5 stars I only own the debut album of this band Milliontown which at the time I found a bit too harsh for my delicate ears. That was 2006 and perhaps 7 years later I am finding my taste moving more towards a heavier sound. Frost, lead by keyboard player and occasional singer Jem Godfrey, attempt to get away from the normal prog formulas ignoring the memo from prog central of how epic tracks should be structured (see the the interviews on the DVD and you will understand my comment!). In fact at times its hard to actually hard to discern any structure and it feels like a Dream Theater album with some muscular instrument work outs very apparent. John Mitchell is undoubtedly a brilliant guitarist and when you add the excellent drumming of Craig Blundell and rock solid basswork of Nathan King you have an impressive lineup of musicians feeling very much like a supergroup to me.

This was recorded at Rockfield studios and features probably the best two tracks from Milliontown including the very long title track and Black Light Machine which I love. There is also some fresh material for a proposed new album. Pocket Sun sounds a bit like Muse at times which is a good thing! The music is at times warm and at times very heavy with lots of dynamics.The production is immaculate and honestly I haven't heard a better sounding album and DVD in a long time. The DVD is the superbly edited record of the tracks being played in the studio. They have a lot of fun and that is evident. The DVD features interviews with John Mitchell and Jem Godfrey in the back of a Rolls Royce. This is lot of fun. Jem also introduces the songs on the DVD and gives you some fascinating insights into his writing as well as his feelings and observations about modern prog.

This is just so good it begs to be listened to.Prog needs this band and we as prog fans need this band. An essential part of modern progressive rock.

nb please see the thead on the forum under prog news. This gives details of how you can buy this.

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 Milliontown by FROST* album cover Studio Album, 2006
3.80 | 342 ratings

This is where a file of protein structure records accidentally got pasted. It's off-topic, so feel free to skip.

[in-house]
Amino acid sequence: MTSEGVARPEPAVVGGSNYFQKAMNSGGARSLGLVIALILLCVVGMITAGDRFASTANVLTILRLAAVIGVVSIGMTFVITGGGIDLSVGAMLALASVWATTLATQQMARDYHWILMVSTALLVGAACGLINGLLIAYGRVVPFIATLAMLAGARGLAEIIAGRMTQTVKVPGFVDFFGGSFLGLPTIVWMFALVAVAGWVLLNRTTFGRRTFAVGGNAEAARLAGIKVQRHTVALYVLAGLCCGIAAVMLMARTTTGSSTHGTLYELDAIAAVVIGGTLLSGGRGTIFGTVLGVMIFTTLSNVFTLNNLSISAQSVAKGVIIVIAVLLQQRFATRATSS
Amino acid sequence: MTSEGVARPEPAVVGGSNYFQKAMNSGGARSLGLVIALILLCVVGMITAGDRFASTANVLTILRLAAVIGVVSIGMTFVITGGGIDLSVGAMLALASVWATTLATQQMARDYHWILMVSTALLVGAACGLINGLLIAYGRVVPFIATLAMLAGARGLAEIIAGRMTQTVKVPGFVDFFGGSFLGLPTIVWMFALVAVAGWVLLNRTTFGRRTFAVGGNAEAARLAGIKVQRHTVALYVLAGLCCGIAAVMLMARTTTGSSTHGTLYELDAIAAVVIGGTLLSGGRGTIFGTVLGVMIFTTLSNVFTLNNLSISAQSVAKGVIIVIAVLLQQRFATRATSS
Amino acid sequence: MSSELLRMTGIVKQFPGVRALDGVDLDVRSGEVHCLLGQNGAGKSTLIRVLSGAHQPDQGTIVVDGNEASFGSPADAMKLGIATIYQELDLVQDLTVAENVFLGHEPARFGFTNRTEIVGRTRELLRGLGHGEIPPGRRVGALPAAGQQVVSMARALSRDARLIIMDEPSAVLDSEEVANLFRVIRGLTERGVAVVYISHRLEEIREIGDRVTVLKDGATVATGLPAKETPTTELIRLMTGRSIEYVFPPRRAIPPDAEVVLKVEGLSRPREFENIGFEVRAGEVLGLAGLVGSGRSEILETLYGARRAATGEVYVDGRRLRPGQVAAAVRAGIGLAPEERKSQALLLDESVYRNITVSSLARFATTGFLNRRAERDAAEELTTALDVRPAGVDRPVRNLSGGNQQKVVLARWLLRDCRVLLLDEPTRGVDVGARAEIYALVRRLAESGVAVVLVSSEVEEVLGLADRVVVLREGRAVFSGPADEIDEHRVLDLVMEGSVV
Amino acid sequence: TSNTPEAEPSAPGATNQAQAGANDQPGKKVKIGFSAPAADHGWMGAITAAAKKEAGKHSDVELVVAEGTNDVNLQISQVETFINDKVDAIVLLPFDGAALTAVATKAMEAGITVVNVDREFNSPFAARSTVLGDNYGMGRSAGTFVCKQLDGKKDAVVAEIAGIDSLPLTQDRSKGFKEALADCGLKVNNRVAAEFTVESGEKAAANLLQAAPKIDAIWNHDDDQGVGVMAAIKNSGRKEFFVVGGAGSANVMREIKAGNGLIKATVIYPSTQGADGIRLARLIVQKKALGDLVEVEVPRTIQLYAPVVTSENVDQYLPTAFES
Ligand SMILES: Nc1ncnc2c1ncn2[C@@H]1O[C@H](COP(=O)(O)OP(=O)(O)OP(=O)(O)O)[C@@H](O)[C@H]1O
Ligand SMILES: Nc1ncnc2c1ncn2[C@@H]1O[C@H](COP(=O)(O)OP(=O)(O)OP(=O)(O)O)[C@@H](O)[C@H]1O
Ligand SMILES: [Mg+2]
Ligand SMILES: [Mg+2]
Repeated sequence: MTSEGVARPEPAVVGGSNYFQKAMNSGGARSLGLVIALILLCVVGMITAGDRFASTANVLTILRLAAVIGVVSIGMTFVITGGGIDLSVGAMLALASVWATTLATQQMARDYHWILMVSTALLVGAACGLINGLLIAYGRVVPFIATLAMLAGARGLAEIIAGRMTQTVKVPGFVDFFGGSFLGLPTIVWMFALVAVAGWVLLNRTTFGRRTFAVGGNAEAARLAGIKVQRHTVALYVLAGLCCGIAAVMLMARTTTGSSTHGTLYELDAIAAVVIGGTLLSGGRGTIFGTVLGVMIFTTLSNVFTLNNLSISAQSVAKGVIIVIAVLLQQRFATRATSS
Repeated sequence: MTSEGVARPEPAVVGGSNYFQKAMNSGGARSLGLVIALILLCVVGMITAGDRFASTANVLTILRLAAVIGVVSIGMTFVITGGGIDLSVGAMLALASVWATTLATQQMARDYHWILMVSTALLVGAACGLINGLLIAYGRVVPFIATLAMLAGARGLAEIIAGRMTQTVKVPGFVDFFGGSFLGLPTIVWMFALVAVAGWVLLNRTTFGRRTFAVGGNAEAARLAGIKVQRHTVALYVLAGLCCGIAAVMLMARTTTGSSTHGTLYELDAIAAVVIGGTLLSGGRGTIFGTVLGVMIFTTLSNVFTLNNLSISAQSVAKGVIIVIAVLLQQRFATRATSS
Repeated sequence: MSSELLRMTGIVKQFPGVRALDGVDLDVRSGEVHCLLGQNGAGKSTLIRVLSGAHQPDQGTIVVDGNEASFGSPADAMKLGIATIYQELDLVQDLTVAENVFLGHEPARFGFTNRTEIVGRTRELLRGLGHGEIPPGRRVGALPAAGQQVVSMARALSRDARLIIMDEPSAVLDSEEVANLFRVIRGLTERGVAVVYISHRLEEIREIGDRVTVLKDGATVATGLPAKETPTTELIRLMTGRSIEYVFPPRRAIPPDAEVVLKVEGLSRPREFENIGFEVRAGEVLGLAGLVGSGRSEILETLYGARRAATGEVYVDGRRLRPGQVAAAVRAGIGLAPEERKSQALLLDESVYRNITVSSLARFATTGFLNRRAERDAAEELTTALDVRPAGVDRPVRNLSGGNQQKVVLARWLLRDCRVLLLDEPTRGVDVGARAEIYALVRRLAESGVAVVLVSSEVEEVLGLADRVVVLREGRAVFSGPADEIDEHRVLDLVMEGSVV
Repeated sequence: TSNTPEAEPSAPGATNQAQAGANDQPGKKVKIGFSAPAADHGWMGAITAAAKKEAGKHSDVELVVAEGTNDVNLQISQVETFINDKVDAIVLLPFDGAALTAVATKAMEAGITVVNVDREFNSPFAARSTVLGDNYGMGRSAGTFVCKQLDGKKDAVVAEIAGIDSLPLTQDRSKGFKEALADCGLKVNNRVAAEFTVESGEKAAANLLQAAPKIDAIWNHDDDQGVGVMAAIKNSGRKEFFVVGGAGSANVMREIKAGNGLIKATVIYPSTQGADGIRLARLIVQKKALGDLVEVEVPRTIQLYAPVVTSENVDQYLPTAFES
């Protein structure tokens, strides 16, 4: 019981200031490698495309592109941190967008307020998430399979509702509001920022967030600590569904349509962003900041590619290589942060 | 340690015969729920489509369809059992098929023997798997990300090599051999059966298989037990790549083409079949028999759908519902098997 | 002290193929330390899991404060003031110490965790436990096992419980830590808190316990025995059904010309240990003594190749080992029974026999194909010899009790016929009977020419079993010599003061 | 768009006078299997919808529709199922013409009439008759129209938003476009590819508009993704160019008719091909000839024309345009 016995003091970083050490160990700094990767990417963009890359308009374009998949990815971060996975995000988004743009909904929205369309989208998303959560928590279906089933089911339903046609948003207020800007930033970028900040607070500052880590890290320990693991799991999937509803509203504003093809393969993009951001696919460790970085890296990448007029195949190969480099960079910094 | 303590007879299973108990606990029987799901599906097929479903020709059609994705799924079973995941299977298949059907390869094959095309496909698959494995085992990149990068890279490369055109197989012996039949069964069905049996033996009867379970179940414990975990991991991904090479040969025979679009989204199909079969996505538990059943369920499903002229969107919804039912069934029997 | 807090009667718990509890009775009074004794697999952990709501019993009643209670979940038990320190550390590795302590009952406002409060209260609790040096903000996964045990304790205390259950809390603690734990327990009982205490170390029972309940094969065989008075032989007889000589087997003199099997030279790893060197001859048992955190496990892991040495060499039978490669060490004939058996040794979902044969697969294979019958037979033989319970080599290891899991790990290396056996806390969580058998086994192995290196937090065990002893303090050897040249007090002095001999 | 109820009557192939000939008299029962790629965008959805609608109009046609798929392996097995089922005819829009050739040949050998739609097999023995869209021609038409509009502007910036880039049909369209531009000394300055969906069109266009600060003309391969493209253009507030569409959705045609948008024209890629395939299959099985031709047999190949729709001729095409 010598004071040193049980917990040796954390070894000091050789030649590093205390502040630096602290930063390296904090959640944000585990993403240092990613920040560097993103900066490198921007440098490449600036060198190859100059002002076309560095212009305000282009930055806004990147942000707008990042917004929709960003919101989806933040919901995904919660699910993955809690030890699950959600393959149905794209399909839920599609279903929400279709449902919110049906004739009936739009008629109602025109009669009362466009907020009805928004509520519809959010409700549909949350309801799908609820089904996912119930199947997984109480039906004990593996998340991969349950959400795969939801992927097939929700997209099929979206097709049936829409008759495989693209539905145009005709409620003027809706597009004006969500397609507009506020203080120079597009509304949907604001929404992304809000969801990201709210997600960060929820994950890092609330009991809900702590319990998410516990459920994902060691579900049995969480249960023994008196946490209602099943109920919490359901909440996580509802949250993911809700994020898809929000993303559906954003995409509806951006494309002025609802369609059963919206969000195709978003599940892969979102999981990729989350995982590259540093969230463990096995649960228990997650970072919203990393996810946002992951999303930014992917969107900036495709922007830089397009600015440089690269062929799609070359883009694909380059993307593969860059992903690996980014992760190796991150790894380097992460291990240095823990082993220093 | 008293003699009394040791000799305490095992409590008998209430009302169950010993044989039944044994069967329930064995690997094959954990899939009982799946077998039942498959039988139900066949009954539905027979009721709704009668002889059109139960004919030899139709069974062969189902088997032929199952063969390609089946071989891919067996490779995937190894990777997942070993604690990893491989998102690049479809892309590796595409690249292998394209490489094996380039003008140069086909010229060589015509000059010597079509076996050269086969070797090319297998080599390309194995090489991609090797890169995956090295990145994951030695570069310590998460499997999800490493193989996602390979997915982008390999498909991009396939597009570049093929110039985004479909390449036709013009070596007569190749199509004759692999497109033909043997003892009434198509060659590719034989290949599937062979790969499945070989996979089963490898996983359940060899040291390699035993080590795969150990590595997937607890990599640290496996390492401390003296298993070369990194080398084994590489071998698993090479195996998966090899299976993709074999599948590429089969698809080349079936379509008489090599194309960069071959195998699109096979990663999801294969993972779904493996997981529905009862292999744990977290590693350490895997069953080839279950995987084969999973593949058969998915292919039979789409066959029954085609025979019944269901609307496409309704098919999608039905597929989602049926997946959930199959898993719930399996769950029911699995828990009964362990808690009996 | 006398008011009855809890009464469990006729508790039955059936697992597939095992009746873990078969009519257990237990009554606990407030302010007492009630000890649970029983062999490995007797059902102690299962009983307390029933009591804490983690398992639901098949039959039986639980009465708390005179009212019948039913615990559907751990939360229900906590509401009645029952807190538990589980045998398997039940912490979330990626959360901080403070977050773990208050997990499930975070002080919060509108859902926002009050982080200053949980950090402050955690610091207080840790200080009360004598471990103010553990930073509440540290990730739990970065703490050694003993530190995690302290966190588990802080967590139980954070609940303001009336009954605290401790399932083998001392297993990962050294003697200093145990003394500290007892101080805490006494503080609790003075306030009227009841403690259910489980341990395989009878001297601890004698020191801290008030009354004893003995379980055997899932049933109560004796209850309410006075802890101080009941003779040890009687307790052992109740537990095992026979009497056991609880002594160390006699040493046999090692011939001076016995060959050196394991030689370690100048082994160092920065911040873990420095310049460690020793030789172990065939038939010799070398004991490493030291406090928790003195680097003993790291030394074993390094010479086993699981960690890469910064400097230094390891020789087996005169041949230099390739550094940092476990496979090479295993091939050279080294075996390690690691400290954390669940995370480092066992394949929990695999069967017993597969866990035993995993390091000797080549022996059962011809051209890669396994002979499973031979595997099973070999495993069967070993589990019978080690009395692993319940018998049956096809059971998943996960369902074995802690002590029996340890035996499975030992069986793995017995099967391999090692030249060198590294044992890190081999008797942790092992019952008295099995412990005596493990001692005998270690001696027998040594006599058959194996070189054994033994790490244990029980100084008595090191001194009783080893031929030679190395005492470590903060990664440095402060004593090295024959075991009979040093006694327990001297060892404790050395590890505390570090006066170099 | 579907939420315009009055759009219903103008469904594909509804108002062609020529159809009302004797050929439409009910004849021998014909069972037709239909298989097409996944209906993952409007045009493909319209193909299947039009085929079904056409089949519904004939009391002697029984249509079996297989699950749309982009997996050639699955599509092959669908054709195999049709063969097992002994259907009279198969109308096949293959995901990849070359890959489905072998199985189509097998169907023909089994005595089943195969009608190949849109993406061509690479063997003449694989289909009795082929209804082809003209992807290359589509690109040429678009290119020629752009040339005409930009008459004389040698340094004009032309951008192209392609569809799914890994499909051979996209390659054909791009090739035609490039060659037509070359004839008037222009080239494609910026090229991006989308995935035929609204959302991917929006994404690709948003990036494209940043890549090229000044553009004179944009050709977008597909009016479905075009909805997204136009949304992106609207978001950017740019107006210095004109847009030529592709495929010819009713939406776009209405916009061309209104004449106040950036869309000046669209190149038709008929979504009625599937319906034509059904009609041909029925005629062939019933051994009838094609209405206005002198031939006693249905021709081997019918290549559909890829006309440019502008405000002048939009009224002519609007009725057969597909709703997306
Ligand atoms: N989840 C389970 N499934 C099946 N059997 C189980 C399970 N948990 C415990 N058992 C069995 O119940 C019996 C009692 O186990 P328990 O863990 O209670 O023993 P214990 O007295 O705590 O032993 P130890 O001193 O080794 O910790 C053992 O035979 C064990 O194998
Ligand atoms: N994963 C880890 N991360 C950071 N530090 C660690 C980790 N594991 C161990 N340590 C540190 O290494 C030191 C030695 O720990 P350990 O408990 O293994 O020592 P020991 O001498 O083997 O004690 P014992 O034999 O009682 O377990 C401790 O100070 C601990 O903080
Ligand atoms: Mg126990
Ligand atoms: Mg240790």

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Milliontown
Frost* Neo-Prog

Review by kev rowland
Special Collaborator Honorary Collaborator

4 stars This is a new band that has been put together by Jem Godfrey, and while this may appear to many to be his first foray into progressive music he has actually been around for quite a while. He formed Freefall back in 1986, and only eight weeks later they opened for IQ. Over the years they supported the likes of Galahad, Ark and Geoff Mann, but although they had three independent releases they never hit the heights and they called it a day in 1991. That didn't stop his interest in music and more recently has been working on more profitable areas. So far he has successfully co-composed and co-produced pop hits, e.g. for Atomic Kitten, whose number one hit sold over two million copies alone. Apart from that he worked for Blue, Ronan Keating, Lulu and Samantha Mumba as well as scoring further chart success with Holly Vallance ("Kiss Kiss"), Atomic Kitten and Shane Ward (winner of the talent show "X-Factor"). When he decided that he needed something a little more stretching he bought a load of prog CDs and started looking for musicians. The result is that Andy Edwards and John Jowitt of IQ provide the hard hitting rhythm section, with guitarist John Mitchell (Arena, Kino etc) also in tow. JJ and John have always enjoyed playing together, reliving their Arena days, and it shows. Jem must have opened for JJ, either in Ark or IQ (or both), and has relived some of those Freefall days by asking John Boyes to also guest on guitars.